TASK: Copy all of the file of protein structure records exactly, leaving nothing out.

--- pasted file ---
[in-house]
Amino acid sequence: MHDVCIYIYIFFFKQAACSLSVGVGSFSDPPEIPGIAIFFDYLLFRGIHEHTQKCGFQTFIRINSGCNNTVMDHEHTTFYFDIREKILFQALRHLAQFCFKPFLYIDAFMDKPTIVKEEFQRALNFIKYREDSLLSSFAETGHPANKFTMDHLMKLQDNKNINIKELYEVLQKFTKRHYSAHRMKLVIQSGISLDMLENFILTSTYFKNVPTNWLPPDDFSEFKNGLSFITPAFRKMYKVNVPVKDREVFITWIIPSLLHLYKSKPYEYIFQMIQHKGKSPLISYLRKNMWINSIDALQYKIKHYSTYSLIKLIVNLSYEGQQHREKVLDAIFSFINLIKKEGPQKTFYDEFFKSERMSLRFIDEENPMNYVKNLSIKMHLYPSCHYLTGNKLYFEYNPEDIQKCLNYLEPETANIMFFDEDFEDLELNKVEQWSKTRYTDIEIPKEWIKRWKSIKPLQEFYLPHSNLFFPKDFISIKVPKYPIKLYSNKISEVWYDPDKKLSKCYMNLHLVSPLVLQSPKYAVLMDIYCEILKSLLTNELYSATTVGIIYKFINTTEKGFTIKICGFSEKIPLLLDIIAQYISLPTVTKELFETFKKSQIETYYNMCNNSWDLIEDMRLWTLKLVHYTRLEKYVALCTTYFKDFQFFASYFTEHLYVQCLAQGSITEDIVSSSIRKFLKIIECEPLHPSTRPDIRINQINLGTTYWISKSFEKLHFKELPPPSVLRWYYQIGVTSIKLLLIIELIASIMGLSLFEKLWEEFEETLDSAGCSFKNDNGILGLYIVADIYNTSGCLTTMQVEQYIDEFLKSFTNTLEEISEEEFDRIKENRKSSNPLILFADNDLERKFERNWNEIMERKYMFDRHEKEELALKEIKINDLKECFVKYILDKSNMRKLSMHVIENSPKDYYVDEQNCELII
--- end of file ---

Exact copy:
[in-house]
Amino acid sequence: MHDVCIYIYIFFFKQAACSLSVGVGSFSDPPEIPGIAIFFDYLLFRGIHEHTQKCGFQTFIRINSGCNNTVMDHEHTTFYFDIREKILFQALRHLAQFCFKPFLYIDAFMDKPTIVKEEFQRALNFIKYREDSLLSSFAETGHPANKFTMDHLMKLQDNKNINIKELYEVLQKFTKRHYSAHRMKLVIQSGISLDMLENFILTSTYFKNVPTNWLPPDDFSEFKNGLSFITPAFRKMYKVNVPVKDREVFITWIIPSLLHLYKSKPYEYIFQMIQHKGKSPLISYLRKNMWINSIDALQYKIKHYSTYSLIKLIVNLSYEGQQHREKVLDAIFSFINLIKKEGPQKTFYDEFFKSERMSLRFIDEENPMNYVKNLSIKMHLYPSCHYLTGNKLYFEYNPEDIQKCLNYLEPETANIMFFDEDFEDLELNKVEQWSKTRYTDIEIPKEWIKRWKSIKPLQEFYLPHSNLFFPKDFISIKVPKYPIKLYSNKISEVWYDPDKKLSKCYMNLHLVSPLVLQSPKYAVLMDIYCEILKSLLTNELYSATTVGIIYKFINTTEKGFTIKICGFSEKIPLLLDIIAQYISLPTVTKELFETFKKSQIETYYNMCNNSWDLIEDMRLWTLKLVHYTRLEKYVALCTTYFKDFQFFASYFTEHLYVQCLAQGSITEDIVSSSIRKFLKIIECEPLHPSTRPDIRINQINLGTTYWISKSFEKLHFKELPPPSVLRWYYQIGVTSIKLLLIIELIASIMGLSLFEKLWEEFEETLDSAGCSFKNDNGILGLYIVADIYNTSGCLTTMQVEQYIDEFLKSFTNTLEEISEEEFDRIKENRKSSNPLILFADNDLERKFERNWNEIMERKYMFDRHEKEELALKEIKINDLKECFVKYILDKSNMRKLSMHVIENSPKDYYVDEQNCELII